Islamabad 21, October 2022: The Election Commission of Pakistan (ECP) has disqualified Imran Khan in Toshakhana reference against former prime minister and PTI chief Imran Khan, over a month after it was reserved.
Strict security measures are in place at the ECP ahead of the ruling.
According to a notice issued by the ECP on Thursday, the verdict was expected at 2pm, and the ECP has directed all relevant parties or their counsels to appear before it at its secretariat in Islamabad.
The reference was filed in August against Imran by the coalition government, for “not sharing details” of Toshakhana gifts and proceeds from their alleged sale. Lawmakers from the Pakistan Democratic Movement — the ruling alliance — had submitted the reference to National Assembly Speaker Raja Pervaiz Ashraf, who had subsequently forwarded it to Chief Election Commissioner (CEC) Sikander Sultan Raja for further action.
Established in 1974, the Toshakhana is a department under the administrative control of the Cabinet Division and stores precious gifts given to rulers, parliamentarians, bureaucrats, and officials by heads of other governments and states and foreign dignitaries.
According to Toshakhana rules, gifts/presents and other such materials received by persons to whom these rules apply shall be reported to the Cabinet Division.
However, the PTI, while in government, had been reluctant to disclose details of the gifts presented to Imran since he assumed office in 2018, maintaining that doing so would jeopardise international ties, even as the Pakistan Information Commission (PIC) ordered it to do so.
But later, in a written reply submitted to the ECP on September 8, Imran had admitted to selling at least four presents he had received during his tenure as the prime minister.
The former premier, in his reply, had maintained that the sale of the gifts that he had procured from the state treasury after paying Rs21.56 million fetched about Rs58m. One of the gifts included a graff wristwatch, a pair of cuff links, an expensive pen and a ring while the other three gifts included four Rolex watches.
Strict security measures are in place at the ECP’s office ahead of the ruling on Friday, with police, Rangers and Frontier Corps personnel deployed on site in large numbers.
Islamabad Deputy Commissioner Irfan Nawaz Memon also visited the office to review security arrangements.
On Thursday, the ECP sent a letter to Islamabad police, requesting “foolproof security” inside and outside the watchdog’s premises for the full day in order to “avoid any untoward incident”. The letter also requested that two security personnel in civil dress and a traffic warden be provided as well.
The ECP stressed that all necessary security arrangements be completed, particularly inside the ECP secretariat’s building, and the matter was treated as “most urgent”.
PTI criticises ECP ahead of ruling
Ahead of the verdict, PTI leaders intensified their criticism of the ECP, repeating their allegations of the electoral watchdog being partial against them.
Hours before the ruling, Imran’s lawyer, Barrister Ali Zafar addressed a press conference in Islamabad and outlined legal points in favour of the PTI chief.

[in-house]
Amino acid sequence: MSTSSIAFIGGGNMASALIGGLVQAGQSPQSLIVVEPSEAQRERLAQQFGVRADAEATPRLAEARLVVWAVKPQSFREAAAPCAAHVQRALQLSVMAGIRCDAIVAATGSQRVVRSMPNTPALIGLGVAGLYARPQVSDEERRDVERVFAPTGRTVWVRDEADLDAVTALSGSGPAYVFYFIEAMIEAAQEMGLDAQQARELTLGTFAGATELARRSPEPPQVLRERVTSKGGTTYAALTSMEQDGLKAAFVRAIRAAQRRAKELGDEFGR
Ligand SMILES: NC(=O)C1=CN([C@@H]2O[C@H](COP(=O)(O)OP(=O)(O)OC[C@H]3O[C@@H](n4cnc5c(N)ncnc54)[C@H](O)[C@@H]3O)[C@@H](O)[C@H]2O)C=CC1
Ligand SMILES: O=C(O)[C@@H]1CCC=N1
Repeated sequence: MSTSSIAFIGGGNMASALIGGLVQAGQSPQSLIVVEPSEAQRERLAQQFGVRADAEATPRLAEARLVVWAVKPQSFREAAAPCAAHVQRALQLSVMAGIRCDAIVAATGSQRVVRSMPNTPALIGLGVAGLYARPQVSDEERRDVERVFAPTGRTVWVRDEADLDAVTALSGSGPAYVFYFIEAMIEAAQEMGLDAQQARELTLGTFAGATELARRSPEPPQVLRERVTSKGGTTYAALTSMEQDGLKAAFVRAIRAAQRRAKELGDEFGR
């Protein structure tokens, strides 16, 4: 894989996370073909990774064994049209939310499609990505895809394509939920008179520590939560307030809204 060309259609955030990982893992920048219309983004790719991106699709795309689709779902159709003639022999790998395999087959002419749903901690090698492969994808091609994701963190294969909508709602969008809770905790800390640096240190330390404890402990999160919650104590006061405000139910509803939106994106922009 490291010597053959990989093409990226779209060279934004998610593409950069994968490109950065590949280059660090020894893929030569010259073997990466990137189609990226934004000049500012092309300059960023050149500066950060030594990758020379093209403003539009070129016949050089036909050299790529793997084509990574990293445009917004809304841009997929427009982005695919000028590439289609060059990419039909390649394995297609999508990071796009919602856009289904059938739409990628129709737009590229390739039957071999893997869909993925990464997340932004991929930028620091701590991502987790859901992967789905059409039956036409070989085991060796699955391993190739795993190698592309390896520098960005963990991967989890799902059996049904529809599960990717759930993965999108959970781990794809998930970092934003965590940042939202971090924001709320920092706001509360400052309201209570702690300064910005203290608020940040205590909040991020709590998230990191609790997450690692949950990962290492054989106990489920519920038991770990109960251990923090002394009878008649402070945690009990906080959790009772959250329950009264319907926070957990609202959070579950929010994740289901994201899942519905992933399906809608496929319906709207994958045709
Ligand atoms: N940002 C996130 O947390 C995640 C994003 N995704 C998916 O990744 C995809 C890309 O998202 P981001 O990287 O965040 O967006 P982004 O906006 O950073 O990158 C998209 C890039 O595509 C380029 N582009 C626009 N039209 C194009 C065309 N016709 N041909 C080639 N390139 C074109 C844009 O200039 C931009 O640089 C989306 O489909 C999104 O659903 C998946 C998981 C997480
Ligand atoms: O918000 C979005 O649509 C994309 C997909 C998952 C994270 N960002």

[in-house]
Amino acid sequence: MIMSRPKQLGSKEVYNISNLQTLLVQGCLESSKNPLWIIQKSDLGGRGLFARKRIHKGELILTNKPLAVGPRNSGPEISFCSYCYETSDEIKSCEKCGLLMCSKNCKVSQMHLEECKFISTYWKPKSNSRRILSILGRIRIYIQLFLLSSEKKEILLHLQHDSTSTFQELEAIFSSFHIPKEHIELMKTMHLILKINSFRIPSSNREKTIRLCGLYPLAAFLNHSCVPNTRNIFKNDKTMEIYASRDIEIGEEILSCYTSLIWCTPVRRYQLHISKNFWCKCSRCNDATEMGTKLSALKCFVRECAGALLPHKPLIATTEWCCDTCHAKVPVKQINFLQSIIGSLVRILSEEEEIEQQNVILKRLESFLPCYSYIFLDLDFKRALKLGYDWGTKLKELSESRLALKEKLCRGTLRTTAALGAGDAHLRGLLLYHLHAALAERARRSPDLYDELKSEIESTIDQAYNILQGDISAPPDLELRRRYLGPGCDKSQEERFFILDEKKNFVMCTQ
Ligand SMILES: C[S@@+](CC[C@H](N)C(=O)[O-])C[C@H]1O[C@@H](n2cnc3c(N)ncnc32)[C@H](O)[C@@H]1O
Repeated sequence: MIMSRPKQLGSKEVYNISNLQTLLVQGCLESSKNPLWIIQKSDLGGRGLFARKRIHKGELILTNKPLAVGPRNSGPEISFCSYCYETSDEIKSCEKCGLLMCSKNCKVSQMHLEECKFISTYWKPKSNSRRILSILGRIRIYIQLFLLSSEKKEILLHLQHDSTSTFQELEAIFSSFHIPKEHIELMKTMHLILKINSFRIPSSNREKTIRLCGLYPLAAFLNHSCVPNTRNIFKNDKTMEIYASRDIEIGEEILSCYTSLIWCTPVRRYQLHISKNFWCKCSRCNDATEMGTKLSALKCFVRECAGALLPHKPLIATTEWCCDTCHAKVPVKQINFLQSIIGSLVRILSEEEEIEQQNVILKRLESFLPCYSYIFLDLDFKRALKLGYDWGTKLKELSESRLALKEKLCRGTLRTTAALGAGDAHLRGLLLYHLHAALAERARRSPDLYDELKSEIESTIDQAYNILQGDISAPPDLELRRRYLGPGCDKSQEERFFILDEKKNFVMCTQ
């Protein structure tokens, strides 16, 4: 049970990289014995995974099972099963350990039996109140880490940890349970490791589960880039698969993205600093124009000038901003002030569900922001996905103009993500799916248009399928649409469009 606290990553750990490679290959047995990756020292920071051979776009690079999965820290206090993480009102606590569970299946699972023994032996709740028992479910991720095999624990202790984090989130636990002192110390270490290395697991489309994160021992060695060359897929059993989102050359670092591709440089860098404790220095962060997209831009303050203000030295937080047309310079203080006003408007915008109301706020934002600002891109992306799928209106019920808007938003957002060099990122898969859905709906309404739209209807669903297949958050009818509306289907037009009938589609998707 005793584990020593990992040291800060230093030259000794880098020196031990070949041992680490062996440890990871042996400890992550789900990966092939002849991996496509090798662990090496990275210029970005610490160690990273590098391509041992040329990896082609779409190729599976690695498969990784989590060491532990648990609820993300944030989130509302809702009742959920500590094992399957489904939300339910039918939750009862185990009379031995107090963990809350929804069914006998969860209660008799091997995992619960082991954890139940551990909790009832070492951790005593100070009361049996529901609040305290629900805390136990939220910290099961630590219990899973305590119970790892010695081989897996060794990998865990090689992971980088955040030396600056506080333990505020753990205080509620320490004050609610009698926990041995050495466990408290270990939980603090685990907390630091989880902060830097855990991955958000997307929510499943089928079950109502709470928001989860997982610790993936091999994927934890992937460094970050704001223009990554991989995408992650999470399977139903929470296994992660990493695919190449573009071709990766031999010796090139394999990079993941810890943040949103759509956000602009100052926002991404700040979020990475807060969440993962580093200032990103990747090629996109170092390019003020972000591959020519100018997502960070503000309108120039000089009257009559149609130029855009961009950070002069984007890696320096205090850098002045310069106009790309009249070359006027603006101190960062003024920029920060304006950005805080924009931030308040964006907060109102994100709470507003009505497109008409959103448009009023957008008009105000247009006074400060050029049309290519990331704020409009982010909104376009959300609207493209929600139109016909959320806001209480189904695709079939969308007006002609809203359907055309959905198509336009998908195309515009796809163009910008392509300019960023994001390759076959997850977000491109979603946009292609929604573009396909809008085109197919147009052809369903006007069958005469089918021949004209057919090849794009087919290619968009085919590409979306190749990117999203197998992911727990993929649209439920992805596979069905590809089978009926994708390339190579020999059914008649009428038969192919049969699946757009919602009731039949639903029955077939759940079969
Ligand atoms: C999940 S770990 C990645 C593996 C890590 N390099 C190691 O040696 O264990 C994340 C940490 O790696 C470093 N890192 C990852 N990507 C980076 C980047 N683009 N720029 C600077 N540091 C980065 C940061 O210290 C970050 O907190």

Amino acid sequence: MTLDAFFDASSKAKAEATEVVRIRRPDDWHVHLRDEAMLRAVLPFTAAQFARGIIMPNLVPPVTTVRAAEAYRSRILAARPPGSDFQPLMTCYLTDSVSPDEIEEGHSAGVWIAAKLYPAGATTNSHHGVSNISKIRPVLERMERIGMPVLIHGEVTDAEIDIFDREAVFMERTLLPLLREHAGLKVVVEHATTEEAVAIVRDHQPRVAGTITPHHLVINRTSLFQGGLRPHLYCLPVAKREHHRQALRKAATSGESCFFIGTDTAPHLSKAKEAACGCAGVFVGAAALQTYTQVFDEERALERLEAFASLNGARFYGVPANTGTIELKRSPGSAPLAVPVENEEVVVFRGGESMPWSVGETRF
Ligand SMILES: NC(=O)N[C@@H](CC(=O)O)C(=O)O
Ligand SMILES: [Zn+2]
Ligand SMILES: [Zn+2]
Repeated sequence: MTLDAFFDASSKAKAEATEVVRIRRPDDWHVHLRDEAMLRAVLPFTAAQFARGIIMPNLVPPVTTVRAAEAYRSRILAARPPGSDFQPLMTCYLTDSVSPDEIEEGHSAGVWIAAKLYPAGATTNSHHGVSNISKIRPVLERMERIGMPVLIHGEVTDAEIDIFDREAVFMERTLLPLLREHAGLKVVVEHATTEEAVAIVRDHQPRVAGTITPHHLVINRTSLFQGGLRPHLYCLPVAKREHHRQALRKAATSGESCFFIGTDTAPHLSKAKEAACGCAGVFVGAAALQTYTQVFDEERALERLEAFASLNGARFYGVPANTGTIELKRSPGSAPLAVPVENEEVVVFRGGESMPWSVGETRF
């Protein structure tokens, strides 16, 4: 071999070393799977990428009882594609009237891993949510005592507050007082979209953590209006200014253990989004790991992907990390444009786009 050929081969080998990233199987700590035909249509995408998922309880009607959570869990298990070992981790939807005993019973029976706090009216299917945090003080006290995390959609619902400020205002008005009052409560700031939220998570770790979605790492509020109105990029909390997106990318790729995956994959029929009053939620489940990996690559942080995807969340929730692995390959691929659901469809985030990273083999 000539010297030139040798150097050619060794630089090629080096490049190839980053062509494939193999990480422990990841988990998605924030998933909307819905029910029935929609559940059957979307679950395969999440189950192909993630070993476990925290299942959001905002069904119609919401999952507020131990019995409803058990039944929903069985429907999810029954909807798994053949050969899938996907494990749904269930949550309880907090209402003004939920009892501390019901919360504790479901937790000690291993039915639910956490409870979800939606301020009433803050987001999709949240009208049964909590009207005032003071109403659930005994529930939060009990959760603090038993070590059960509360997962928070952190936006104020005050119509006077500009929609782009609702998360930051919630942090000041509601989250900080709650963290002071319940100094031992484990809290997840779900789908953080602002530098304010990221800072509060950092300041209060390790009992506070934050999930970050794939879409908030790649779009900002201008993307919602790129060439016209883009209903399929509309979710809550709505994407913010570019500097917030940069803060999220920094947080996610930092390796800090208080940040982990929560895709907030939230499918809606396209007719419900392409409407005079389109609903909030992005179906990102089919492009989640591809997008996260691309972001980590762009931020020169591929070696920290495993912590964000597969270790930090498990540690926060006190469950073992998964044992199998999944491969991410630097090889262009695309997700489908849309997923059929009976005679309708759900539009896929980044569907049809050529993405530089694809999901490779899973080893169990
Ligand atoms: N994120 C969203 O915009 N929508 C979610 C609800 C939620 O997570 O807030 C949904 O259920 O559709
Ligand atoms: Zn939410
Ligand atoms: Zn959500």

PTI Senator Ejaz Chaudhry, leader Shah Mahmood Qureshi and Barrister Ali Zafar, Imran’s counsel in Toshakhana reference address a press conference on Friday. — DawnNewsTV
He referred to a recent observation by Chief Justice of Pakistan Umar Ata Bandial, wherein the top judge said handing down disqualification to a lawmaker for life under Article 62(1)(f) of the Constitution could only be done through a declaration by a court of law.
“Since the ECP is not a court, it cannot issue the declaration,” the lawyer contended.
Moreover, he said, there was no court ruling declaring that Imran was not “sadiq” and “ameen” (truthful and righteous). In fact, he continued, an earlier court ruling concluded that allegations of Imran not being “sadiq” and “ameen” were baseless.
“When there was no such court ruling against Imran, what authority did the [NA] speaker have to forward the reference to the ECP for proceedings under Article 62(1)(f)?” he questioned.
Moreover, the lawyer pointed out, if the ECP had to take any action against Imran in the matter, it should have been within the set timeframe of 120 days after the PTI chief submitted the details of his assets in 2018. The Elections Act bound the ECP to take action within 120 days, he contended.
Zafar said he expected that the ECP’s decision today would be in line with the law.
Alongside him, PTI leader Shah Mahmood Qureshi cited multiple instances from the past — including the “Sindh House saga”, the ECP’s proceedings in the prohibited funding case against the PTI and the electoral watchdog expressing inability to introduce electronic voting machines — as he built his case of the electoral watchdog allegedly being partial against the PTI.
Moreover, referring to the PTI’s win in July 17 by-polls in Punjab and recently held by-elections on NA seats, Qureshi said when the PTI chief’s rivals failed to beat him in political battlegrounds, they were attempting to “politically eliminate him through lawfare.
“And we wouldn’t want Imran to be eliminated through lawfare.”
Regarding the ECP’s anticipated ruling on the Toshakhana reference, he said he expected the institution to issue a verdict in line with its constitutional obligations and responsibilities. “That it will not allow anyone to try and push forward the minus-one formula.”
When asked about the PTI’s future course in case the ECP issued a verdict against Imran, Qureshi said the party would then consider what legal options it had.
Earlier, PTI leader Shireen Mazari alleged in a tweet on Friday that the reference was all about “political vendetta by [the] biased ECP, led by [a] quisling CEC.
“What [the] ECP should be pursuing is Toshakhana cars Asif Zardari and absconder Nawaz Sharif whisked away!”